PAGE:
The Ireland We Want

A change is needed

Shana Cohen05/05/2020

Since TASC was founded in 2001, we have strived for a more equal and fairer Ireland and European Union. The pandemic and recession have provided us with an opportunity to change direction, or to bring about positive change in Irish society. TASC will work toward this change by outlining policy recommendations for longstanding and recent problems that now require urgent action. These range from childcare and care for the elderly to low pay to housing supply.

In fact, the mandate for an equal and fair Ireland dates to the Constitution. Article 45 lists ‘Directive Principles of Social Policy’. The first is that ‘The State shall strive to promote the welfare of the whole people by securing and protecting as effectively as it may a social order in which justice and charity shall inform all the institutions of the national life.’ The second confirms that policy should aim to ensure that ‘citizens (all of whom, men and women equally, have the right to an adequate means of livelihood) may through their occupations find the means of making reasonable provision for their domestic needs,’ and that ‘the ownership and control of the material resources of the community may be so distributed amongst private individuals and the various classes as best to subserve the common good.’

In its relatively brief history as an independent nation, Ireland has transformed from an agriculturally-based economy dependent on the UK to one of the most open small economies in the world. At the same time, however, successive governments have not been able to overcome persistently high market inequality rates, reform a two-tier health system, or raise the comparatively low productivity of indigenous small- and medium-sized enterprises, which employ the majority of the workforce. Ireland has also fallen behind on carbon emissions reductions and lags in areas critical for the future, for example, in investment in R&D, higher education, and lifelong learning more generally.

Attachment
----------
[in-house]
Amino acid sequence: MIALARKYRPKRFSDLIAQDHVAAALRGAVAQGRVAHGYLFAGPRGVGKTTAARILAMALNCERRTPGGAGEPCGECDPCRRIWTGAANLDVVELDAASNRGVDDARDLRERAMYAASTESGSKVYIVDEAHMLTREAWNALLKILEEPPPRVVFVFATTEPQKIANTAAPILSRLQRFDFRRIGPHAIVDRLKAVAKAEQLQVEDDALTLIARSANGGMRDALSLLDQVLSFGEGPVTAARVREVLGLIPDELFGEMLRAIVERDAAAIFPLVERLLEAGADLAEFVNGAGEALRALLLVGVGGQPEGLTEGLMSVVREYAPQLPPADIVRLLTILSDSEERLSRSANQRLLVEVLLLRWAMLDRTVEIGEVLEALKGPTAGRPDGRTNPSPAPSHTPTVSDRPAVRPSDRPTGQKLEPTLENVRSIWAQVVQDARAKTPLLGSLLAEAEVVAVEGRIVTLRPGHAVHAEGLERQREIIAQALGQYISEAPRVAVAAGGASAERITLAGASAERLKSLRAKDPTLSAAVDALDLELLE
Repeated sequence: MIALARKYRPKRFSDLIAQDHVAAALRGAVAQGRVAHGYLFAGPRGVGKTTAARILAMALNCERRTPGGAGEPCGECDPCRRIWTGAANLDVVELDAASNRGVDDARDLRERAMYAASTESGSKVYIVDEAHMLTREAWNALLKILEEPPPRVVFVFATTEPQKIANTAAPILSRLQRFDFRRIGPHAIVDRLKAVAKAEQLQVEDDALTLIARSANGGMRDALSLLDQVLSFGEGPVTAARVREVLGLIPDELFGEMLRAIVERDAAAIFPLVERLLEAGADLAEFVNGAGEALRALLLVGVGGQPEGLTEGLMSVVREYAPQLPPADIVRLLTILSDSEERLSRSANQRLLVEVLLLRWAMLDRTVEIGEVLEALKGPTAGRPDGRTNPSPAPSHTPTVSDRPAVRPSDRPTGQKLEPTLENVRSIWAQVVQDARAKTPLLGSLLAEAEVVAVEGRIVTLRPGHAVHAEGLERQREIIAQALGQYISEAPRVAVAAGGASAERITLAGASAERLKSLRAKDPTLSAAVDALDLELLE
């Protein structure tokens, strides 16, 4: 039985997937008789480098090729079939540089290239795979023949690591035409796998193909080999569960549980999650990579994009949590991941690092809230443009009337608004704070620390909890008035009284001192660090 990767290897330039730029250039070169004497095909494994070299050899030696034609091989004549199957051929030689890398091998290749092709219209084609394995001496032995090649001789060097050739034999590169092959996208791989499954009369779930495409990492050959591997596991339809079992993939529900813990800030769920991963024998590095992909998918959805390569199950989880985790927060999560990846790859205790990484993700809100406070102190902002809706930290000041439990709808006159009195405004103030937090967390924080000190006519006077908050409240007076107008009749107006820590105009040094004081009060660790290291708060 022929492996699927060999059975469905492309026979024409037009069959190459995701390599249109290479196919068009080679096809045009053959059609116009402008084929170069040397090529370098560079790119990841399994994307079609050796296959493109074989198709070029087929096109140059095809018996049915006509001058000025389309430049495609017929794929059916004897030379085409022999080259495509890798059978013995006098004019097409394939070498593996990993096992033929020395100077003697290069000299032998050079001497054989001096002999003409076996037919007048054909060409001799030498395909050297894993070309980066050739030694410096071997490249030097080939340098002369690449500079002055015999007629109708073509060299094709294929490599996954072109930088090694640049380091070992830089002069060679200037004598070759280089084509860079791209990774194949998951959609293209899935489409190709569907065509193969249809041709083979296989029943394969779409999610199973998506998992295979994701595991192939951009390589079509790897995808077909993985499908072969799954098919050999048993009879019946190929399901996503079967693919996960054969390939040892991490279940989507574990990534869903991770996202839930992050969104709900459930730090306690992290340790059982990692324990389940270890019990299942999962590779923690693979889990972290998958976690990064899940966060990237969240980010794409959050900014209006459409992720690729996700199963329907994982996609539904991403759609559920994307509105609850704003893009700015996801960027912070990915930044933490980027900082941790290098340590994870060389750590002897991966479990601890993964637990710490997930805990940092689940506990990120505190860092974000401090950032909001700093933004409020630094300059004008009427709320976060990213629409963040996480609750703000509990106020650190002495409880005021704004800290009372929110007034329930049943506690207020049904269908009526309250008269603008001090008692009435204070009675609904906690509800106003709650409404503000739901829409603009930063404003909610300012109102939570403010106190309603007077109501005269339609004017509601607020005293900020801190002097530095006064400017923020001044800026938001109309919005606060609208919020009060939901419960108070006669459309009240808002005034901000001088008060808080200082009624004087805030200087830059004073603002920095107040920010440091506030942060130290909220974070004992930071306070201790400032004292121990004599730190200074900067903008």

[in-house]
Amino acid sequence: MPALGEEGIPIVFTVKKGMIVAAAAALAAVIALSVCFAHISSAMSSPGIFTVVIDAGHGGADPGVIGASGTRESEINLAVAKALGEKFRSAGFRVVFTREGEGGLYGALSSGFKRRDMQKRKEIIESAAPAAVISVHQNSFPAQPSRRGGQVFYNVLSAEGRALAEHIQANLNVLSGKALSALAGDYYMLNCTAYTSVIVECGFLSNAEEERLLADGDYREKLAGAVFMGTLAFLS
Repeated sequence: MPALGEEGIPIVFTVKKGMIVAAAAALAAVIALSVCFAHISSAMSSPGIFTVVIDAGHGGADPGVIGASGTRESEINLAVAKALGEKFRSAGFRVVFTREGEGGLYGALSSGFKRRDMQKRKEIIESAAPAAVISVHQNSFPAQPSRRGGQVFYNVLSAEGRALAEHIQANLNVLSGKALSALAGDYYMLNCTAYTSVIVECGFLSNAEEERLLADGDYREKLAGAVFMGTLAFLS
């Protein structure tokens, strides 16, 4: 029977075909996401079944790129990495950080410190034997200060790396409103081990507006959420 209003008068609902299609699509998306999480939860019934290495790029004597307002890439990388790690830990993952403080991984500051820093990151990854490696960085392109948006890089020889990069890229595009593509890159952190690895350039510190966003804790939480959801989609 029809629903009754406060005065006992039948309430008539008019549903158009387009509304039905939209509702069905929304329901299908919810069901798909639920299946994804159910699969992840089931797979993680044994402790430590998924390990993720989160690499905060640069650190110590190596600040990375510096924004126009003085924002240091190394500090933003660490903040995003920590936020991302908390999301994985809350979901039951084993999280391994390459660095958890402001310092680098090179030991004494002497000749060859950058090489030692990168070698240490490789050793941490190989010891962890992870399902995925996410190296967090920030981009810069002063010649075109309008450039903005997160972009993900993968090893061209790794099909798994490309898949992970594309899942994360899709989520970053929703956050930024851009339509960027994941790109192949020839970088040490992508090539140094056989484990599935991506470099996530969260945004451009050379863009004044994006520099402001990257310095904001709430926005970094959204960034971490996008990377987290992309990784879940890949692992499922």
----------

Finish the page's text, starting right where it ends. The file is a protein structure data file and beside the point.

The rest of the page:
The Need for Change

Ireland will emerge from the pandemic, like other countries, in debt and in a recession, if not a depression. Brexit will be around the corner. Yet, if we follow the example set by our Constitution, the priority of the next government should be protecting livelihoods and domestic needs and, critically, elevating the public good. President Higgins has commented that the pandemic reinforces the need to pursue new ideas. He notes that the scale of intervention has proven that the State has the capacity to act but that the pandemic has shown how too little action has left many in an untenable financial position:


The coronavirus has magnified the scale of our existing social crises and has proved, if ever proof were required, how government can act decisively when the will is there. It has shown us how so many are only ever one wage payment away from impoverishment, how those in self-employment or workers in the ‘gig’ economy lack security and basic employment rights, how private tenants in unregulated housing markets are at the mercy of their landlords, how many designated ‘key workers’ are appallingly undervalued and underpaid. Averting our gaze to these grim truths is no longer an option.

- President Higgins on 22 April, 2020 


The President's call for a paradigm shift has resonance elsewhere, as commentators wonder what should be done to prepare for the next crisis, perhaps caused by climate change, and how the inequalities and government inadequacies revealed by pandemic can be addressed.